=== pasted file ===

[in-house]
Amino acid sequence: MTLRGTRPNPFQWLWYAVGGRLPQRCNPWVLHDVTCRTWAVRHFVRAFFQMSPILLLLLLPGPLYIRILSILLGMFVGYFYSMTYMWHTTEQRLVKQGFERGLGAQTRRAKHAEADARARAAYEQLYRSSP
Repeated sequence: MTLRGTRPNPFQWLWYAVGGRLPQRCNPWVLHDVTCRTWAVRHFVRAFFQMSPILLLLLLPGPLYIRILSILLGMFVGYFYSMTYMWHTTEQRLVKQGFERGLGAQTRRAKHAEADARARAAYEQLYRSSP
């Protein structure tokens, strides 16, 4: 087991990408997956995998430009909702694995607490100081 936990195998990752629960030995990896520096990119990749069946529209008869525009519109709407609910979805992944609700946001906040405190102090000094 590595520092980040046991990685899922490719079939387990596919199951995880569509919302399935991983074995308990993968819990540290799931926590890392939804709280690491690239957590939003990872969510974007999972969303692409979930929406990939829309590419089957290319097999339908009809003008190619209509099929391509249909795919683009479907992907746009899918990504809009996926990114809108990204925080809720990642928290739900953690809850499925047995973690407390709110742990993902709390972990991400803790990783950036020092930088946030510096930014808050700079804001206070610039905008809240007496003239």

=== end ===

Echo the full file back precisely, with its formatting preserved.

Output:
[in-house]
Amino acid sequence: MTLRGTRPNPFQWLWYAVGGRLPQRCNPWVLHDVTCRTWAVRHFVRAFFQMSPILLLLLLPGPLYIRILSILLGMFVGYFYSMTYMWHTTEQRLVKQGFERGLGAQTRRAKHAEADARARAAYEQLYRSSP
Repeated sequence: MTLRGTRPNPFQWLWYAVGGRLPQRCNPWVLHDVTCRTWAVRHFVRAFFQMSPILLLLLLPGPLYIRILSILLGMFVGYFYSMTYMWHTTEQRLVKQGFERGLGAQTRRAKHAEADARARAAYEQLYRSSP
């Protein structure tokens, strides 16, 4: 087991990408997956995998430009909702694995607490100081 936990195998990752629960030995990896520096990119990749069946529209008869525009519109709407609910979805992944609700946001906040405190102090000094 590595520092980040046991990685899922490719079939387990596919199951995880569509919302399935991983074995308990993968819990540290799931926590890392939804709280690491690239957590939003990872969510974007999972969303692409979930929406990939829309590419089957290319097999339908009809003008190619209509099929391509249909795919683009479907992907746009899918990504809009996926990114809108990204925080809720990642928290739900953690809850499925047995973690407390709110742990993902709390972990991400803790990783950036020092930088946030510096930014808050700079804001206070610039905008809240007496003239």